Q:

How can I protect my boots from my skis?

I have Scarpa T1 boots and have noticed that my ski edges are going to massacre my boots if I don't protect them. A solution I have heard of is to wear "supergaiters" with either Kevlar or other sturdy material on the instep to protect the inside of the boots. Unfortunately Black Diond (she on them) no longer makes a supergaiter and the Outdoor Research X-Gaiter is overkill in that it is expensive and so insulated that it will cook my feet. Any advise? Bill Hirshberg New York, New York

Sep 18, 2003
Outside
Outside Magazine
A: T1s are pretty rugged —- you really would have to whack on them with the ski edges to do much real damage. But I see the point, and it's true that the ski edges will do at least some damage to your boots. So some sort of boot/foot protection probably makes sense. I wouldn't dismiss the Outdoor Research X-Gaiter. It's true that this down-to-the-sole-edge over-gaiter is insulated, but keep in mind that the insulation can be taken out, leaving just a single-layer gaiter that has very sturdy Cordura fabric along the most vulnerable part of the boot, the area from the ankle down. So insulation shouldn't be an issue, but price might, as they are $90. For a little less, you might also look at Climb High's Alpine gaiter, which uses less-expensive Sympatex for waterproofing (the OR gaiter uses Gore-Tex) but still has Cordura along the lower portion. A bit less dough—$79.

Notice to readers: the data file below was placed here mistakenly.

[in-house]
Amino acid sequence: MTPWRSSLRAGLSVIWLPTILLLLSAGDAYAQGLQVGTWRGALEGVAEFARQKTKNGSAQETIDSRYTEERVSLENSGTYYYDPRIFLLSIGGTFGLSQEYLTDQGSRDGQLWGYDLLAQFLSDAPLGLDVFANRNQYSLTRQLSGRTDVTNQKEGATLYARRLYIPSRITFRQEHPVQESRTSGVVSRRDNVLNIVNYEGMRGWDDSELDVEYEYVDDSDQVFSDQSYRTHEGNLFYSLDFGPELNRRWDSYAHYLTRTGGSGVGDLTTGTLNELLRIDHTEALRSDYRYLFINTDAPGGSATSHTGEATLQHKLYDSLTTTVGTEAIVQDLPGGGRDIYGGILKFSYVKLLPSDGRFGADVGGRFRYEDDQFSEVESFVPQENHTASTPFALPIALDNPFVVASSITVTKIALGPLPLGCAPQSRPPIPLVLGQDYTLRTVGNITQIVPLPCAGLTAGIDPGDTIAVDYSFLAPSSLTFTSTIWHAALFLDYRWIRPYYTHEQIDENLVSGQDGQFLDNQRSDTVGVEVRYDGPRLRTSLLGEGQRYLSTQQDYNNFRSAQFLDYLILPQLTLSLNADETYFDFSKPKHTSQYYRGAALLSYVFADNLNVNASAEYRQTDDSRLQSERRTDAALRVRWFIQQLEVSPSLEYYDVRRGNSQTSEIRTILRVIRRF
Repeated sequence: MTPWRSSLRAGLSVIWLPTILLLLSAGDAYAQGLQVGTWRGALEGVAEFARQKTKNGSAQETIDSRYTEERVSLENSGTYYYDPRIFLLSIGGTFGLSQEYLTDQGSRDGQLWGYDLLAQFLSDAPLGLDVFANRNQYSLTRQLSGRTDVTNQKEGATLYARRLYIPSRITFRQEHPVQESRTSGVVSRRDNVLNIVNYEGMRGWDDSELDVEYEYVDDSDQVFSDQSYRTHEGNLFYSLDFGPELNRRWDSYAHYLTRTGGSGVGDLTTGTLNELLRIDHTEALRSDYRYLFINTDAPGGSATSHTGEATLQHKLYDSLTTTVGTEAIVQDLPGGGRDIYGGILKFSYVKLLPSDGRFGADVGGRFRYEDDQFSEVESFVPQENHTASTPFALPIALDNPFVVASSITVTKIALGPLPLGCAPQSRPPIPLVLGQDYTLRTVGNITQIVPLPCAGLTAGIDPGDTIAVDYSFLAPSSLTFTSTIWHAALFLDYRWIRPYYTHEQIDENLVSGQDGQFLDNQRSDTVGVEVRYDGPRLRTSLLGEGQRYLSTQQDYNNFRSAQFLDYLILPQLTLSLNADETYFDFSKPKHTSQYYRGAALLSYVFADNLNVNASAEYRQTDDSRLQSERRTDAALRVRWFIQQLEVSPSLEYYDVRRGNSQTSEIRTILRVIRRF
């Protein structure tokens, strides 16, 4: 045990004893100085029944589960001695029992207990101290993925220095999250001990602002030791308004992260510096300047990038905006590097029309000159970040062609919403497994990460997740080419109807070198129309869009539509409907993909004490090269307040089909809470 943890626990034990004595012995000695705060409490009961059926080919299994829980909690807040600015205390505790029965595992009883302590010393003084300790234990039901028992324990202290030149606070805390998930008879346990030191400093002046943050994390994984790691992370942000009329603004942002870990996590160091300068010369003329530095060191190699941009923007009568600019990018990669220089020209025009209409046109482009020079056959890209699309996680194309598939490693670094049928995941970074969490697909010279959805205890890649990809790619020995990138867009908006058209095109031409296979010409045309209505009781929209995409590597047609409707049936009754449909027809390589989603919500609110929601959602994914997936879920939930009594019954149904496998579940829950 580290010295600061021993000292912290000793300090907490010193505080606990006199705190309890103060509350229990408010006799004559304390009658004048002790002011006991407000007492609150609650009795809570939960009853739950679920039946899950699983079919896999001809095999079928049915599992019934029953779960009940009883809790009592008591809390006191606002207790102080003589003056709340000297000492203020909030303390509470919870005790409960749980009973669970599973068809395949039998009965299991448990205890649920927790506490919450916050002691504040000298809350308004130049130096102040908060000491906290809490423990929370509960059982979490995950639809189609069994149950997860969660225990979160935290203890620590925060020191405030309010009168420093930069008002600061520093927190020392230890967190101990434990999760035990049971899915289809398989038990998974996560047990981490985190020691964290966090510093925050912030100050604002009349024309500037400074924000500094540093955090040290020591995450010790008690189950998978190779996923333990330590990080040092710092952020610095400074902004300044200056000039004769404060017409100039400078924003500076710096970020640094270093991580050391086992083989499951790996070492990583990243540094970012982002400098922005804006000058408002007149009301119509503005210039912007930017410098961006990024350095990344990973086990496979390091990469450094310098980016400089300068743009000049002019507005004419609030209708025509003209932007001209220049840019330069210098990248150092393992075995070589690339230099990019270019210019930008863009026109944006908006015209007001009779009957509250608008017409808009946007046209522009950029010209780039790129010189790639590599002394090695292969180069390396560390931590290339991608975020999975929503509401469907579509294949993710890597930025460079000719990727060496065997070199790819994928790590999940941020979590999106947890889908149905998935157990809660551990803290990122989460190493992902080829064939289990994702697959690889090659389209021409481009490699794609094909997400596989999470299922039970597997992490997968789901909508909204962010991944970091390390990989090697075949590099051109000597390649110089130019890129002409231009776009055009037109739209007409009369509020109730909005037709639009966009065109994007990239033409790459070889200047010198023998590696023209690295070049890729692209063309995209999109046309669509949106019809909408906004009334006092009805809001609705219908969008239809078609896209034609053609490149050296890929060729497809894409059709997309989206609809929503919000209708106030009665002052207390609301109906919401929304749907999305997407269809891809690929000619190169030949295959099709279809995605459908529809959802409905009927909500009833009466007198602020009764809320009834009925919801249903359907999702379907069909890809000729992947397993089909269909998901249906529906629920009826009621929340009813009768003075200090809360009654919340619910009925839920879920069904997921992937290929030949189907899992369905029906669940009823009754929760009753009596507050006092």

Otherwise, just buy cheaper gaiters as sort of sacrificial footwear. OR's Flex-Tex Low gaiter ($33) is a pretty versatile, low-cut gaiter that is made of a pretty tough blend of Lycra, nylon, and Cordura, so should last a season or more. OR's venerable Crocodile ($55) might be another good choice — they're tough enough to withstand crampons, so probably can take some ski bashing.

Beyond that, I smell a marketing opportunity. Get yourself some Kevlar fabric, rip apart a pair of ready-made gaiters to see what the pattern looks like, and go to work! Or, figure out a way to laminate a chunk of Kevlar to the scuff-prone part of the boot.

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